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From Affirmative Action to Reparations: Bridging Racial Economic Inequality

Photograph by Nathaniel St. Clair

The Supreme Court’s latest attempt to mandate colorblindness amidst the reality of deep and widespread racial inequality has dealt another strong blow against affirmative action in higher education. Yet at the same time communities across the country are recognizing that racial inequality will only be addressed if policies are specifically designed to repair these divisions.

The foundation of racial economic inequality is the racial wealth divide

As I often state, the foundation of racial inequality is racial economic inequality and the foundation of racial economic inequality is the racial wealth divide. It is in these areas of economics and wealth that we clearly can see the depth of contemporary racial inequality.

In 2019, the median Black wealth stood at $9,000, Latino wealth at $14,000 and white wealth at $160,000. Significant disparities also exist in median income, with African Americans at $41,000, Native Americans at $42,000, Latinos at $51,000, whites at $71,000 and Asian Americans at $87,000.

Homeownership rates reveal a stark contrast as well, with Black and Latinx homeownership rates at 42% and 47.5% respectively, while white homeownership rates now reach a record high of nearly 73%.

Tracing the origins of affirmative action

Despite being well into the 21st century, racial inequality is deep and requires more direct intervention – not stepping away from affirmative action, a mild reform that was initiated 60 years ago. Affirmative action is defined as the practice or policy of favoring individuals belonging to groups regarded as disadvantaged or subject to discrimination.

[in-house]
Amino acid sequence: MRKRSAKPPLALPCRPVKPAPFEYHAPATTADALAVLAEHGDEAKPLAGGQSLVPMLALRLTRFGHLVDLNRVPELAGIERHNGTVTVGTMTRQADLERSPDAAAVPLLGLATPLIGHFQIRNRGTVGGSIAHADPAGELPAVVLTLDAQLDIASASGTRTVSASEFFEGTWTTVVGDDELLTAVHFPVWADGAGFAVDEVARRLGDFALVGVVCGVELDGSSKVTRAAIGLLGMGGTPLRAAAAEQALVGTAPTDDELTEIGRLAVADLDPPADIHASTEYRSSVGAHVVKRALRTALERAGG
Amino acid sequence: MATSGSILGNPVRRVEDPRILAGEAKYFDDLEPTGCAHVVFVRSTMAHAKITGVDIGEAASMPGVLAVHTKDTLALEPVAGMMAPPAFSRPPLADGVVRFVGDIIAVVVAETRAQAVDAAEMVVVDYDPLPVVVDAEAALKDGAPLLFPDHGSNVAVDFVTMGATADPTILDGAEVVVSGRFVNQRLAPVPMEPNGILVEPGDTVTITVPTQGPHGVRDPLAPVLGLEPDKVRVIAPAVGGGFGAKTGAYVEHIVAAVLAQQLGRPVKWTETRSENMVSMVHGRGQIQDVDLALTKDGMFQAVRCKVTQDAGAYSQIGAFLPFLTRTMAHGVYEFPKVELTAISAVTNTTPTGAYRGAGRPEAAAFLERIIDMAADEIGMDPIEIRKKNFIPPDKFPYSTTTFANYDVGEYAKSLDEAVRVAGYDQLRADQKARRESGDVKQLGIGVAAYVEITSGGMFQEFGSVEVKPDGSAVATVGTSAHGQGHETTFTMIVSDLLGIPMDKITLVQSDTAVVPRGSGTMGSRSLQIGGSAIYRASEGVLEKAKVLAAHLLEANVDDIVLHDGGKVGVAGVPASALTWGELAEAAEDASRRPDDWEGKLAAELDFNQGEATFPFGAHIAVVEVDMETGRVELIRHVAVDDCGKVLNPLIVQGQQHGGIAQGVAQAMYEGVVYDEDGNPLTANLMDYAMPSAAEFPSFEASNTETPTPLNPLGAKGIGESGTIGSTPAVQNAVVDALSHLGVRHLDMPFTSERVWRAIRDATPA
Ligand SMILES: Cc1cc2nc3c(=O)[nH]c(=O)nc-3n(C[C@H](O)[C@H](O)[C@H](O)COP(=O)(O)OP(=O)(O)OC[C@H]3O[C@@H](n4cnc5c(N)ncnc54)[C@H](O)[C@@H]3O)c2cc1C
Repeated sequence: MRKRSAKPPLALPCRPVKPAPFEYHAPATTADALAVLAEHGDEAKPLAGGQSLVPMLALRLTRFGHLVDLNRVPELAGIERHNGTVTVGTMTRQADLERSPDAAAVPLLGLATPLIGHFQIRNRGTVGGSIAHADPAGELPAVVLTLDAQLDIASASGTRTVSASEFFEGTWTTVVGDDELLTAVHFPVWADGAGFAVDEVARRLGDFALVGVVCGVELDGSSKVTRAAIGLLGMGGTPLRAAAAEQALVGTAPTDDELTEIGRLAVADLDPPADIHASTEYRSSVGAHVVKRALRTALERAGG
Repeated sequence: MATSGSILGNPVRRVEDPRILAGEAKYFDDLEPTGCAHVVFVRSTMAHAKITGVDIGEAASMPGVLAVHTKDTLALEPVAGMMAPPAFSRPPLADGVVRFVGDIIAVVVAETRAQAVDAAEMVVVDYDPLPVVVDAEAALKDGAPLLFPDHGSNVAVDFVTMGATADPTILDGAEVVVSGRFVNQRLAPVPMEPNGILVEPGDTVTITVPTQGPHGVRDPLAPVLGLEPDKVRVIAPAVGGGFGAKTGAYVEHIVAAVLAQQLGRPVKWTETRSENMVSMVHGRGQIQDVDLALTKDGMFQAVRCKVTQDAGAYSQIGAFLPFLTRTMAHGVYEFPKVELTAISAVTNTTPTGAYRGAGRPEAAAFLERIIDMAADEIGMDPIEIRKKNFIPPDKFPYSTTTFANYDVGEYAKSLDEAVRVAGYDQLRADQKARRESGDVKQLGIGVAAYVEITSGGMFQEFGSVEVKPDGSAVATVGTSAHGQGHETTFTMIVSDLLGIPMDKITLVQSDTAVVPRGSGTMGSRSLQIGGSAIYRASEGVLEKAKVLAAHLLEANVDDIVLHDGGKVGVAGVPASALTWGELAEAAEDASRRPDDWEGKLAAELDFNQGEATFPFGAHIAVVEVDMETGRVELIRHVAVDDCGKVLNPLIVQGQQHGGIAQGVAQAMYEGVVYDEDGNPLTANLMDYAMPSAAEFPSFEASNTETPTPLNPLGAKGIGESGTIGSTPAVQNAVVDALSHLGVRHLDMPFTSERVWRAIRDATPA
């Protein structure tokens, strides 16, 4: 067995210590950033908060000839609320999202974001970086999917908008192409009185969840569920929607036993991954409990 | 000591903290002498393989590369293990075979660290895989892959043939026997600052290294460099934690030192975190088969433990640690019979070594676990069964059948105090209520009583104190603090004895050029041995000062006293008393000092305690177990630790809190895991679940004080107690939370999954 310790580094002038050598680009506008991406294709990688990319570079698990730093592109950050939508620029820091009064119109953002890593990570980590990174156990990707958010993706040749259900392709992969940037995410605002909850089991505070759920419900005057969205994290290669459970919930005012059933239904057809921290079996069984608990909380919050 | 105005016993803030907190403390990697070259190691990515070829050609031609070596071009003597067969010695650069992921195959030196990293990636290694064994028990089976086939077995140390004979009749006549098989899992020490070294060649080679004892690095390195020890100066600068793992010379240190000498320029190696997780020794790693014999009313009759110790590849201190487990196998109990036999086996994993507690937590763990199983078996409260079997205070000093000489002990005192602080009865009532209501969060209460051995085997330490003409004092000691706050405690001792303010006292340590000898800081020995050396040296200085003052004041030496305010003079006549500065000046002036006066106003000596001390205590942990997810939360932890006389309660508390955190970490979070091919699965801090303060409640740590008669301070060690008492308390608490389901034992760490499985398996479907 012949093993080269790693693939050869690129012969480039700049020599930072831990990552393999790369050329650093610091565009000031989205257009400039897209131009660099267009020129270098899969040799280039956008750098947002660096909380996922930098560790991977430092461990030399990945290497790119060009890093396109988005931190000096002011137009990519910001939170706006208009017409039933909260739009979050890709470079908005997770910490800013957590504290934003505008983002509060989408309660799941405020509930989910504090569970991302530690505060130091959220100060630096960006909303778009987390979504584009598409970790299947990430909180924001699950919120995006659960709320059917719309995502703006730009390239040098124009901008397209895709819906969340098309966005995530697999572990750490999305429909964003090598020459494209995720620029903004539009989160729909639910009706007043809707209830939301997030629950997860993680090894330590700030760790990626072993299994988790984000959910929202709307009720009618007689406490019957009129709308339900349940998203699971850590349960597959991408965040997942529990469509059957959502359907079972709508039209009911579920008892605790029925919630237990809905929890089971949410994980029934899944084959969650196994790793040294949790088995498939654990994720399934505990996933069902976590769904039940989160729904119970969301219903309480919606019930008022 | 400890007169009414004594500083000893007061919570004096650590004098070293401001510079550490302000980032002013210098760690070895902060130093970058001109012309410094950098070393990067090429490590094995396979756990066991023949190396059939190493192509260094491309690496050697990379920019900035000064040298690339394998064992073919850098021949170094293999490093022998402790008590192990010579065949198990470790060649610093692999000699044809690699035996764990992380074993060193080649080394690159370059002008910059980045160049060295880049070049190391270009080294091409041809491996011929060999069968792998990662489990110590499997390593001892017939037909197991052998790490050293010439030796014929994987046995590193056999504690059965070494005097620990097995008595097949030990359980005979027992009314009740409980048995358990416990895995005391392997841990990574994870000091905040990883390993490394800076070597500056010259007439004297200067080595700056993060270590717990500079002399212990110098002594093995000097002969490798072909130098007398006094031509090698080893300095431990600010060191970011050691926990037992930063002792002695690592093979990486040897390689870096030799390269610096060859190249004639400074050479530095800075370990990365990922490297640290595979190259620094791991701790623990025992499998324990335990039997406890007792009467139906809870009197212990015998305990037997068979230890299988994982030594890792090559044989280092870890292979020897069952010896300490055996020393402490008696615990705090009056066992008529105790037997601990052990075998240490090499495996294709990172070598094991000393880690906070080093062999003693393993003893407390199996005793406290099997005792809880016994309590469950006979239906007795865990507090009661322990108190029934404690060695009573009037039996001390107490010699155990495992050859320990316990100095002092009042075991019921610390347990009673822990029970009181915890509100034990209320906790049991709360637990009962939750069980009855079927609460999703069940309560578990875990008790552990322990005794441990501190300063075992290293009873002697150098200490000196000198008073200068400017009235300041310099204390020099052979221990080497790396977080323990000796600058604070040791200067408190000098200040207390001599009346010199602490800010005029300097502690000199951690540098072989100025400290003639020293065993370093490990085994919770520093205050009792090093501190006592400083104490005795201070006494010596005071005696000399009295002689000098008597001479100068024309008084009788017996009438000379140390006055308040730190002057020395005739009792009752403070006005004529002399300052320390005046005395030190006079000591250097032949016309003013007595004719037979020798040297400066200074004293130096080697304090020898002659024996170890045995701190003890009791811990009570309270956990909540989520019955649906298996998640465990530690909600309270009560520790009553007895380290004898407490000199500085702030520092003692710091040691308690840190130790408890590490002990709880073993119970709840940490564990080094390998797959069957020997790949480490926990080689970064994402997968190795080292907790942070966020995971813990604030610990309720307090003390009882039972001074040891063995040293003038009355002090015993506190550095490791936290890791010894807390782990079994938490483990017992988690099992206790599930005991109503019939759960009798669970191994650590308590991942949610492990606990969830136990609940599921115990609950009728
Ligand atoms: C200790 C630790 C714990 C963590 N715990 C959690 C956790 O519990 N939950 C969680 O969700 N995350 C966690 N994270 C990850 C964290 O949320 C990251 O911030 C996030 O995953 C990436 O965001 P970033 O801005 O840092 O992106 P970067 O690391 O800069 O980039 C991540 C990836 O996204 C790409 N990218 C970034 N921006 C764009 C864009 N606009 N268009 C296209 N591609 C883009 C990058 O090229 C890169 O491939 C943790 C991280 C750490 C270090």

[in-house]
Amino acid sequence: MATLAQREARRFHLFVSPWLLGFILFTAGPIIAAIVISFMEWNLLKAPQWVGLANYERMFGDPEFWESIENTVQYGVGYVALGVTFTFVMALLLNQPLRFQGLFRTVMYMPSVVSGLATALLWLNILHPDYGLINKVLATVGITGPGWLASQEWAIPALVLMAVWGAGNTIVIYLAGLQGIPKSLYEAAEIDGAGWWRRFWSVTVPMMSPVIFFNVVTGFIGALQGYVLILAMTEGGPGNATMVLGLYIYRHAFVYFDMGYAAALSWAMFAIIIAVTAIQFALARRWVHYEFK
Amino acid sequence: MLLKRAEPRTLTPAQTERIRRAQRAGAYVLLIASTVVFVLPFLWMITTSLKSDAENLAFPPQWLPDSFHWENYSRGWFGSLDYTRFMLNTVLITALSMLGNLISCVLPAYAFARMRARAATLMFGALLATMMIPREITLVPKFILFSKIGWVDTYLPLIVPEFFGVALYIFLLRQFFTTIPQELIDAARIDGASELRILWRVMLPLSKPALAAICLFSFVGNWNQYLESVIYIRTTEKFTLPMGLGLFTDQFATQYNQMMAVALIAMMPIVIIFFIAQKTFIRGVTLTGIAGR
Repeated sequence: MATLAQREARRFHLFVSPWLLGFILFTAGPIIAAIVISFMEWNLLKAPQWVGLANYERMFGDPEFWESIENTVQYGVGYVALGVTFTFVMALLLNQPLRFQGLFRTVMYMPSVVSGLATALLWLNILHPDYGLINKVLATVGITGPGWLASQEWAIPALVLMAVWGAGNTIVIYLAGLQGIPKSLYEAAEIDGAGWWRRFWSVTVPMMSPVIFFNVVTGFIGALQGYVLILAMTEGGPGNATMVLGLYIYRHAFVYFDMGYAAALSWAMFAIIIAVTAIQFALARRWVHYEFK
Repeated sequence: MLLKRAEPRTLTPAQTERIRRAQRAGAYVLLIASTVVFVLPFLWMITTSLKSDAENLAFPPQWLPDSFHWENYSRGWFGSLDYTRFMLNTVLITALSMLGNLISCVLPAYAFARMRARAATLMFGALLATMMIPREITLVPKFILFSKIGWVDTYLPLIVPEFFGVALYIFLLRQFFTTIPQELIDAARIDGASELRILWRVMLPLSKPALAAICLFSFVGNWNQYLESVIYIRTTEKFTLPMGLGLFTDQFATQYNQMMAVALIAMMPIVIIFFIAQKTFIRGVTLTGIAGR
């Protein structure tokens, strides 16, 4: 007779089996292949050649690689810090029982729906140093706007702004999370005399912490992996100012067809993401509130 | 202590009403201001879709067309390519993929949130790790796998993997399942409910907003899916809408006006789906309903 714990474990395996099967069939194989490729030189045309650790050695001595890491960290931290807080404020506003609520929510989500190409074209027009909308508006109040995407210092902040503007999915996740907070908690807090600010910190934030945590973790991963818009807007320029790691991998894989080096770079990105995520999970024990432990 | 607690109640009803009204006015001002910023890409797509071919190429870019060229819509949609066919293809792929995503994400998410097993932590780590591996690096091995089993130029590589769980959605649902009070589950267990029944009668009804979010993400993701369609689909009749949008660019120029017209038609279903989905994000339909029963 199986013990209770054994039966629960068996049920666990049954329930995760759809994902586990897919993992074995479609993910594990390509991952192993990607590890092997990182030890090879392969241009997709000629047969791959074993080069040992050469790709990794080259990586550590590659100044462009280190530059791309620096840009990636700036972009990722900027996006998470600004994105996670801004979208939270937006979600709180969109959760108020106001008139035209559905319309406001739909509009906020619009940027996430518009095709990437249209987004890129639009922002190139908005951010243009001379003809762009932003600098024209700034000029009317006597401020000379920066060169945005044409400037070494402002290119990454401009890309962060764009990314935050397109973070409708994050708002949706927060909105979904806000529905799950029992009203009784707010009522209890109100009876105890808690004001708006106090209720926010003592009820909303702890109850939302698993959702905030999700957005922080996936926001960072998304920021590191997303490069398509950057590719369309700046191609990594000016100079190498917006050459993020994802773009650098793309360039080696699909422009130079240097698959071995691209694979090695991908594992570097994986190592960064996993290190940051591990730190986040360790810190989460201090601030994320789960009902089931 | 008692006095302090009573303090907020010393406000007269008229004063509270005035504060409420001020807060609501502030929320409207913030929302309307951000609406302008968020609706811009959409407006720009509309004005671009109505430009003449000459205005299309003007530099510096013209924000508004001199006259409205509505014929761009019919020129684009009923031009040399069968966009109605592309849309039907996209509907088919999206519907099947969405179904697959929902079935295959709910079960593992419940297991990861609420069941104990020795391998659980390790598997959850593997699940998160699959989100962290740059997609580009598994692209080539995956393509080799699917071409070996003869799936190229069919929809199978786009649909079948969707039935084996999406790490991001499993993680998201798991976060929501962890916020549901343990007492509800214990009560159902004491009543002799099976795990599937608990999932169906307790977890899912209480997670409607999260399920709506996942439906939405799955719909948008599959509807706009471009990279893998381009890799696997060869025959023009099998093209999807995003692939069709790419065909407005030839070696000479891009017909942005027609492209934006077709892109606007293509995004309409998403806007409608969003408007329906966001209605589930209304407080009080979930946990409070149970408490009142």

Affirmative action traces its origins back to President John F. Kennedy’s Executive Order 10925, issued in 1961 to ensure greater employment opportunities for African Americans in government contracting. Affirmative action policies have since aimed to increase representation and opportunities for historically marginalized groups, including African Americans, Latinos, Native Americans and women.

These types of Affirmative Action programs have been successful in government – particularly as it relates to African Americans – but have yet to deliver similar gains in the private sector. In the banking industry, for example, Blacks and Latinos are still concentrated in entry level positions with only 3% and 4% representation at the executive level.

Legal challenges from conservatives have impeded the full implementation of affirmative action programs ever since they began. And those same conservatives have simultaneously firmed up structural inequalities by steering our economy in a regressive direction over the decades since Kennedy’s executive order.

By the 1980s the political economy of the US turned away from its formerly progressive direction – where lower- and middle-income Americans saw the strongest economic growth – to an economy where the wealthy hoarded economic advancement, exacerbating racial economic inequality.

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